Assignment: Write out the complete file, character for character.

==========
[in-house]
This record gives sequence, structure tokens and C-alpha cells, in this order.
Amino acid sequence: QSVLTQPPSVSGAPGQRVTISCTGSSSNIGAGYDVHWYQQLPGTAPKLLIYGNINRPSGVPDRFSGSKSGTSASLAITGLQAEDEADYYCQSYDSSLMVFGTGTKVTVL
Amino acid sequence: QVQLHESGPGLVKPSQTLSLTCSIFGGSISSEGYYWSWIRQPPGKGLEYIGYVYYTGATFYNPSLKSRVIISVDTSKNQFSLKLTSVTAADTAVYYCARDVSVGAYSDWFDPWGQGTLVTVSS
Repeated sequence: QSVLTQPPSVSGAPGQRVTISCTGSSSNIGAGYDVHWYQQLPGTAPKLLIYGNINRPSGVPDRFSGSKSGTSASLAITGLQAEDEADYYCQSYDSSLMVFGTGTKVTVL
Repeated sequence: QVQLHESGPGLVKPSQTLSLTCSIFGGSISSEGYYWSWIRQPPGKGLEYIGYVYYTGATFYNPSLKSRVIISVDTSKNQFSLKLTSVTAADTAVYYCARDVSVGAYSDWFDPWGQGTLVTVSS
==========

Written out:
[in-house]
This record gives sequence, structure tokens and C-alpha cells, in this order.
Amino acid sequence: QSVLTQPPSVSGAPGQRVTISCTGSSSNIGAGYDVHWYQQLPGTAPKLLIYGNINRPSGVPDRFSGSKSGTSASLAITGLQAEDEADYYCQSYDSSLMVFGTGTKVTVL
Amino acid sequence: QVQLHESGPGLVKPSQTLSLTCSIFGGSISSEGYYWSWIRQPPGKGLEYIGYVYYTGATFYNPSLKSRVIISVDTSKNQFSLKLTSVTAADTAVYYCARDVSVGAYSDWFDPWGQGTLVTVSS
Repeated sequence: QSVLTQPPSVSGAPGQRVTISCTGSSSNIGAGYDVHWYQQLPGTAPKLLIYGNINRPSGVPDRFSGSKSGTSASLAITGLQAEDEADYYCQSYDSSLMVFGTGTKVTVL
Repeated sequence: QVQLHESGPGLVKPSQTLSLTCSIFGGSISSEGYYWSWIRQPPGKGLEYIGYVYYTGATFYNPSLKSRVIISVDTSKNQFSLKLTSVTAADTAVYYCARDVSVGAYSDWFDPWGQGTLVTVSS